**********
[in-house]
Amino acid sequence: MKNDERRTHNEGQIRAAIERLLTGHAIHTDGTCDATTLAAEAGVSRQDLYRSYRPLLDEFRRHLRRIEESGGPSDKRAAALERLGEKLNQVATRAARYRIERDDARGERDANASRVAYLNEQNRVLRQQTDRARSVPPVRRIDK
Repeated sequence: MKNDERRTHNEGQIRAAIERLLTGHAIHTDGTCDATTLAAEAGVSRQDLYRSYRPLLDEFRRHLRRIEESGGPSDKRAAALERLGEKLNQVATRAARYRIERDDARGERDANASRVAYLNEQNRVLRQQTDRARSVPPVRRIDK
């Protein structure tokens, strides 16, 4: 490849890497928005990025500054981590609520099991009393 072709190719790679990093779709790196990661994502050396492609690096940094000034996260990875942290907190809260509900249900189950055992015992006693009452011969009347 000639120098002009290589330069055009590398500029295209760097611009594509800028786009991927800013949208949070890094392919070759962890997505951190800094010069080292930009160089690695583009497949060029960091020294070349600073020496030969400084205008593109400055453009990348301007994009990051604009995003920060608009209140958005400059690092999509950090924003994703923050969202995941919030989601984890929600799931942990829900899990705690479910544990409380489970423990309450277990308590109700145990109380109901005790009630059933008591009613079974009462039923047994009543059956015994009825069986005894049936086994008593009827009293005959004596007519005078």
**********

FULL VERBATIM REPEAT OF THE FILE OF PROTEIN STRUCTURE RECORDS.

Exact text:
[in-house]
Amino acid sequence: MKNDERRTHNEGQIRAAIERLLTGHAIHTDGTCDATTLAAEAGVSRQDLYRSYRPLLDEFRRHLRRIEESGGPSDKRAAALERLGEKLNQVATRAARYRIERDDARGERDANASRVAYLNEQNRVLRQQTDRARSVPPVRRIDK
Repeated sequence: MKNDERRTHNEGQIRAAIERLLTGHAIHTDGTCDATTLAAEAGVSRQDLYRSYRPLLDEFRRHLRRIEESGGPSDKRAAALERLGEKLNQVATRAARYRIERDDARGERDANASRVAYLNEQNRVLRQQTDRARSVPPVRRIDK
């Protein structure tokens, strides 16, 4: 490849890497928005990025500054981590609520099991009393 072709190719790679990093779709790196990661994502050396492609690096940094000034996260990875942290907190809260509900249900189950055992015992006693009452011969009347 000639120098002009290589330069055009590398500029295209760097611009594509800028786009991927800013949208949070890094392919070759962890997505951190800094010069080292930009160089690695583009497949060029960091020294070349600073020496030969400084205008593109400055453009990348301007994009990051604009995003920060608009209140958005400059690092999509950090924003994703923050969202995941919030989601984890929600799931942990829900899990705690479910544990409380489970423990309450277990308590109700145990109380109901005790009630059933008591009613079974009462039923047994009543059956015994009825069986005894049936086994008593009827009293005959004596007519005078």